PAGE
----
By Adria Saracino
Whether you’re trying to lose weight or are looking to rediscover your natural self, hiking is a great way to get out of the gym and experience some fresh air. But it’s not as simple as heading to the mountain and skipping up the trail. Even on the most beautiful days, there are health and safety issues to keep in mind. Here are our top tips for making your day hike one to remember…in a good way!
Take friends and stay safe
There is no better way to reconnect with old friends than on the trail. And it’s safer for you, too. Who would want to mess with friends telling raucous stories? This holds true for both people and animals. Talking is a constant, low-threat way to cue animals that you are present. Be silent and chances are you will alarm an animal by sneaking up on him. This could be particularly dangerous when you consider animals like bears and cougars. Hiking experts suggest making non-threatening, constant noise when in the outdoors, which can be difficult if you are by yourself.
If you decide to hike solo, make noise every once in a while, such as by singing to yourself. Also, fill out trail report cards before your hike and make sure to tell friends and family where you’re going (bringing a cell phone doesn’t hurt either).
Even on the easiest trails, hiking can really work up an appetite. If left unattended, you could end up with low blood sugar, which may result in dizziness, nausea, and a sense of confusion (or death if it gets too far). Pack quick and healthy calories in the form of dried fruit and nuts to munch on while hiking, and a nice hummus or peanut butter and jelly sandwich for a relaxing lunch break. Make sure there is a variety of carbs and protein in your meal. This will ensure you are getting the nutrients you need to power you through the hike.
Water is of course very important to bring along, as well as drinks with electrolytes in them (think sport drinks) to ensure you are replenishing your salt supplies. Three quarts per person is about right for one day, but if it’s hot you will need more. Also, if you are going on a long and/or secluded hike, always bring extra water in case you become lost. It may be a pain to carry at first, but if you are hydrating correctly your pack will get lighter as you go.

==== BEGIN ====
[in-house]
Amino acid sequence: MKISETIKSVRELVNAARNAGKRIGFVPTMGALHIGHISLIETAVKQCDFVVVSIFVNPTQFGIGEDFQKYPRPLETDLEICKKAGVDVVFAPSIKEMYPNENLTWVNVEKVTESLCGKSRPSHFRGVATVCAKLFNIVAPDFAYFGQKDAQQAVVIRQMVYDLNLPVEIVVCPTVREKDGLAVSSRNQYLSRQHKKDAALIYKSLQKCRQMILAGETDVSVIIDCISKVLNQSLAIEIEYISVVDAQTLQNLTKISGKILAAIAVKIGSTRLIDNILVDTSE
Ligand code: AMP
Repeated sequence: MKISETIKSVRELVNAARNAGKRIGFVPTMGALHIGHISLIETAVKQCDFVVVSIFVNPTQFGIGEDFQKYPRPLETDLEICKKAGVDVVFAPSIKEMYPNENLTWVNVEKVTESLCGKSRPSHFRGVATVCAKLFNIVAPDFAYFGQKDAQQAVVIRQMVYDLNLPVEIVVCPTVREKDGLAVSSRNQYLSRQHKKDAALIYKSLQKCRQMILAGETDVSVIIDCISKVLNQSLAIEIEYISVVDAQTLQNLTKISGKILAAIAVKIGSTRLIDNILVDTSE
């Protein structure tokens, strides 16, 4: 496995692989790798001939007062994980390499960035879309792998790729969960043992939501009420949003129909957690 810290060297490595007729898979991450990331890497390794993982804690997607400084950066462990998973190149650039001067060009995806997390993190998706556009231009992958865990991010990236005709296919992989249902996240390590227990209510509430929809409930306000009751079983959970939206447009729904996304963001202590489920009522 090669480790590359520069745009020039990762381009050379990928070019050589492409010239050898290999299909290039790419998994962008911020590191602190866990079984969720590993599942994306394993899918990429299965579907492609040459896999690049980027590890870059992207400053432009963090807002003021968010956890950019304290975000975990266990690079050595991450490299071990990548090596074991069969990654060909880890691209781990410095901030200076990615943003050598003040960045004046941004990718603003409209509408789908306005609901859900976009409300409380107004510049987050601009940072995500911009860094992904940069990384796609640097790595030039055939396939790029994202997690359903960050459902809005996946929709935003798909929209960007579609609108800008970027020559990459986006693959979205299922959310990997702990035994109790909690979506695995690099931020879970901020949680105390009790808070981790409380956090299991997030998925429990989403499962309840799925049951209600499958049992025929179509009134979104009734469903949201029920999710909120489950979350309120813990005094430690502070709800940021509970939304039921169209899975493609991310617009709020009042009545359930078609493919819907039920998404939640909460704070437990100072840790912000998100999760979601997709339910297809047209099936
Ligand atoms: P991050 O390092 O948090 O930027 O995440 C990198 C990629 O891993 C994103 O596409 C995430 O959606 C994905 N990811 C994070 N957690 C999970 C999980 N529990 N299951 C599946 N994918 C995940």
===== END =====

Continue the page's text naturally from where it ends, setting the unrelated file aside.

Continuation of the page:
Remember, it’s always better to over rather than under pack food and water in case you get lost or hurt.
Wear the right gear
As you’ve likely noticed, women’s bodies are different than men’s. Search for a backpack that’s built to support, not punish, a woman’s curves. Your hiking boot should also be tailored for your body, as well as your intended use. You will need a boot with a high, sturdy ankle if you’re going to be carrying a heavy pack, while a more flexible boot will suffice for shorter, less intensive trips. Test your boots out on sample courses at big outdoor stores like REI, and utilize the sales person’s expertise.
Another must have is a flashlight. This will prove invaluable should the hike go too long and you need to navigate a root-filled trail. I recommend a 5.11 Tactical flashlight, which is manufactured for public safety officials like cops and firefights. Flashlights like these made for professionals are best because they are built with durability and safety in mind.
You also want to make sure to protect your eyes from sun damage. Make sure to pick up polarized sunglasses that can help reduce glare. Look for “100% UVB/AVA” labels in order to protect your eyes from damaging sunrays.
Don’t forget to pack plenty of extra layers, especially if you are hiking from the warmer base of a mountain to a snow-capped peak. Go for moisture wick shirts and pants to keep the chill away, a warmer jacket or sweatshirt, and a thin, waterproof outer layer to guard against the rain. For cold hikes, go for a thin under sock and a thicker one for cover, with several extra packed in your daypack in case your first pair gets wet. With more people on the trail than ever, there are many stylish options for every piece of clothing you’ll need.
With these tips in mind, you’re sure to have a heart-pumping and safe hiking trip!
This post was written by a guest contributor. About the Author:
Adria Saracino is a blogger and hiking enthusiast. She’s been hiking all over the world, including Washington State, Spain, and Australia. When she’s not researching the next best trail, you can find her writing about style at her personal fashion blog, The Emerald Closet.